What’s the Difference Between East Coast Butter and West Coast Butter?
Having grown up on the East Coast, I’ve only ever known American-made butter to come in long, narrow sticks. Turns out I was living in a butter bubble; it wasn’t until I heard a story one evening on NPR’s Marketplace about the difference between West Coast and East Coast butter that I realized there was a difference to be known at all.
Elgins vs. Western Stubbies
There are quite a few factors that have contributed to what turns out to be a very rich history of the size and packaging of butter in America, from the birth of the butter industry to the availability of milk. But the primary factor that both literally and figuratively shaped the size of butter is the machinery used to manufacture it.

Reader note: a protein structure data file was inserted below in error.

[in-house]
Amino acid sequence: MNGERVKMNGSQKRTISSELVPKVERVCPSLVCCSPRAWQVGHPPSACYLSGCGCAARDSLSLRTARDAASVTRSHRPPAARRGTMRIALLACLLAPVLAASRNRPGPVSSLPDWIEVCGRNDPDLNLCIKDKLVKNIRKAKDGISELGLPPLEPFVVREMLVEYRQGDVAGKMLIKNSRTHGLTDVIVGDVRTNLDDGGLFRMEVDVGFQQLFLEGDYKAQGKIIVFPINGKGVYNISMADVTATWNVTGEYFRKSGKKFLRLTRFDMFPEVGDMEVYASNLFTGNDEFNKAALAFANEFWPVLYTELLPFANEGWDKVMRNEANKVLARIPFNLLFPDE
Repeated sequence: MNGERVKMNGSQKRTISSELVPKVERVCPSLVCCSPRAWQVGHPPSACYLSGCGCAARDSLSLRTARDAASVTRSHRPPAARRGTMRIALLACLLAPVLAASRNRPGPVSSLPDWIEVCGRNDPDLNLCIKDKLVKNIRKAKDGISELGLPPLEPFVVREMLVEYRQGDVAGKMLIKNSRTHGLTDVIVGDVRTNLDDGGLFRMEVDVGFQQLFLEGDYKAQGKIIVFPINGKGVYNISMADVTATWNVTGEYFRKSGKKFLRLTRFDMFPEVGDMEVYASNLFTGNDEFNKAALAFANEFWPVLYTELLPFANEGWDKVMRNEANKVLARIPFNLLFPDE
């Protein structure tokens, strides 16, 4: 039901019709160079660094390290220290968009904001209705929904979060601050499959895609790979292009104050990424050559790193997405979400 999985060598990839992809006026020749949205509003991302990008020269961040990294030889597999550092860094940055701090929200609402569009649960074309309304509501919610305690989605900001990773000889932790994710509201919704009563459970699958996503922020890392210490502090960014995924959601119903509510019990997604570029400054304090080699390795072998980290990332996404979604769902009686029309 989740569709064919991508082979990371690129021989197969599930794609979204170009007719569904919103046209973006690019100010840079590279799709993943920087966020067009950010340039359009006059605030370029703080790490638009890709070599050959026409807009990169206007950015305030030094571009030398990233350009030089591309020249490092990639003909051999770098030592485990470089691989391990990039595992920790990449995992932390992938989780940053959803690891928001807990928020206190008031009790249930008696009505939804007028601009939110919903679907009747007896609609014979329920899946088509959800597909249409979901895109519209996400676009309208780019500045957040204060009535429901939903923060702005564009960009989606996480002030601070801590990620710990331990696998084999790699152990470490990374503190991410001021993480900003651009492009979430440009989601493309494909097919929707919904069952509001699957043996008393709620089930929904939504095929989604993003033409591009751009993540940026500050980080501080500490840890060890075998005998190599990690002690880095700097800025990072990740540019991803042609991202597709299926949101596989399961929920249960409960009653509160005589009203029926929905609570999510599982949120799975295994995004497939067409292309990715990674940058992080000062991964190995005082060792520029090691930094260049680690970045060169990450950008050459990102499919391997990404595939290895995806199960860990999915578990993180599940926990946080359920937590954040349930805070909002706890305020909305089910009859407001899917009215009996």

The butter industry has historically been stronger on the East Coast, thanks to an abundance of milk. After the necessary amounts went to produce whole, reduced-fat, and fat-free milk, the excess was made into dairy byproducts. Butter was produced and shaped into what’s known as Elgin-style sticks, named for the company that manufactured the machinery used to process and pack the butter. Once the West Coast finally caught up with dairy production, the Elgin-style machines were no longer available. The replacement machines packaged butter into short, fat sticks that are now known as Western stubbies.
Today, companies like Land O’ Lakes continue to produce butter of both sizes to satisfy the stick preferences of the respective coasts. Not much has been reported on what size stick is more prevalent in the Midwest. My anecdotal evidence, gathered rather unscientifically during my three years in Iowa, suggests that you can find both.
What does your butter look like? Do you buy Western stubbies? East Coast Elgins? Fat blocks of European-Style butter? As far as I’m concerned, all three make a damn fine slice of toast.